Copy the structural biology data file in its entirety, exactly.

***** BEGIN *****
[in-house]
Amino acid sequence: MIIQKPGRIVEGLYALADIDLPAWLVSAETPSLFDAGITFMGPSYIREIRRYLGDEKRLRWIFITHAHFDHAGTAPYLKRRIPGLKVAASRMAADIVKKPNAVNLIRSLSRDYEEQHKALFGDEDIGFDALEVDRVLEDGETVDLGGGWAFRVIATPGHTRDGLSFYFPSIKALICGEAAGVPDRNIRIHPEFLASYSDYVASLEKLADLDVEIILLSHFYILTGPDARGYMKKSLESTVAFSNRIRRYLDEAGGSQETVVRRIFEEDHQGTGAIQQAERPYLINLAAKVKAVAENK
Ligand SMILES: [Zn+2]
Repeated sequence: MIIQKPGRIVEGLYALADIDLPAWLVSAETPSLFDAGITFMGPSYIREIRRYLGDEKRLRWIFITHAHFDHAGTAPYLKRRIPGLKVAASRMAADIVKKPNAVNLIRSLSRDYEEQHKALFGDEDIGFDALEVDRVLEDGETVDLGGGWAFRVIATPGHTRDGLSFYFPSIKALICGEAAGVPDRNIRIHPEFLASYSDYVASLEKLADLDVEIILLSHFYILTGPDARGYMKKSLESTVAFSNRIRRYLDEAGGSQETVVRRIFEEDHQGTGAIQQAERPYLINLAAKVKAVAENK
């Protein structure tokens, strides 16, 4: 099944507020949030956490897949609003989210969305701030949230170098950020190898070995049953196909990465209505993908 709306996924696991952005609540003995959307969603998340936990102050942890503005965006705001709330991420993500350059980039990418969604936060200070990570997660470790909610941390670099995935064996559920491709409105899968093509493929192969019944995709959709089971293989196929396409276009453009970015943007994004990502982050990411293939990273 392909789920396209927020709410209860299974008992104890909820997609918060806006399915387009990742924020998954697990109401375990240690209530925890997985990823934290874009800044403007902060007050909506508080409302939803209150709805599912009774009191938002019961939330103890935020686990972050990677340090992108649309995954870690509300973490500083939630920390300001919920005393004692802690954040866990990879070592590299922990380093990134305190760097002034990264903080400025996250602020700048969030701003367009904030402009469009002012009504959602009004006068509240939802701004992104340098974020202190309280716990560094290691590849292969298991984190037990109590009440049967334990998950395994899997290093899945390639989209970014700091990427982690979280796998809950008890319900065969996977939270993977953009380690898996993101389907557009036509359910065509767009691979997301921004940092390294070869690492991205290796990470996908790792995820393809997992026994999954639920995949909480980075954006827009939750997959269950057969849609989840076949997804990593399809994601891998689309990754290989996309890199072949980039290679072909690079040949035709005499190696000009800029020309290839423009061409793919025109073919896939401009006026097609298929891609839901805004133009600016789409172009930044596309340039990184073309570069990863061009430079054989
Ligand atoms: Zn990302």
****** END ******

[in-house]
Amino acid sequence: MIIQKPGRIVEGLYALADIDLPAWLVSAETPSLFDAGITFMGPSYIREIRRYLGDEKRLRWIFITHAHFDHAGTAPYLKRRIPGLKVAASRMAADIVKKPNAVNLIRSLSRDYEEQHKALFGDEDIGFDALEVDRVLEDGETVDLGGGWAFRVIATPGHTRDGLSFYFPSIKALICGEAAGVPDRNIRIHPEFLASYSDYVASLEKLADLDVEIILLSHFYILTGPDARGYMKKSLESTVAFSNRIRRYLDEAGGSQETVVRRIFEEDHQGTGAIQQAERPYLINLAAKVKAVAENK
Ligand SMILES: [Zn+2]
Repeated sequence: MIIQKPGRIVEGLYALADIDLPAWLVSAETPSLFDAGITFMGPSYIREIRRYLGDEKRLRWIFITHAHFDHAGTAPYLKRRIPGLKVAASRMAADIVKKPNAVNLIRSLSRDYEEQHKALFGDEDIGFDALEVDRVLEDGETVDLGGGWAFRVIATPGHTRDGLSFYFPSIKALICGEAAGVPDRNIRIHPEFLASYSDYVASLEKLADLDVEIILLSHFYILTGPDARGYMKKSLESTVAFSNRIRRYLDEAGGSQETVVRRIFEEDHQGTGAIQQAERPYLINLAAKVKAVAENK
């Protein structure tokens, strides 16, 4: 099944507020949030956490897949609003989210969305701030949230170098950020190898070995049953196909990465209505993908 709306996924696991952005609540003995959307969603998340936990102050942890503005965006705001709330991420993500350059980039990418969604936060200070990570997660470790909610941390670099995935064996559920491709409105899968093509493929192969019944995709959709089971293989196929396409276009453009970015943007994004990502982050990411293939990273 392909789920396209927020709410209860299974008992104890909820997609918060806006399915387009990742924020998954697990109401375990240690209530925890997985990823934290874009800044403007902060007050909506508080409302939803209150709805599912009774009191938002019961939330103890935020686990972050990677340090992108649309995954870690509300973490500083939630920390300001919920005393004692802690954040866990990879070592590299922990380093990134305190760097002034990264903080400025996250602020700048969030701003367009904030402009469009002012009504959602009004006068509240939802701004992104340098974020202190309280716990560094290691590849292969298991984190037990109590009440049967334990998950395994899997290093899945390639989209970014700091990427982690979280796998809950008890319900065969996977939270993977953009380690898996993101389907557009036509359910065509767009691979997301921004940092390294070869690492991205290796990470996908790792995820393809997992026994999954639920995949909480980075954006827009939750997959269950057969849609989840076949997804990593399809994601891998689309990754290989996309890199072949980039290679072909690079040949035709005499190696000009800029020309290839423009061409793919025109073919896939401009006026097609298929891609839901805004133009600016789409172009930044596309340039990184073309570069990863061009430079054989
Ligand atoms: Zn990302």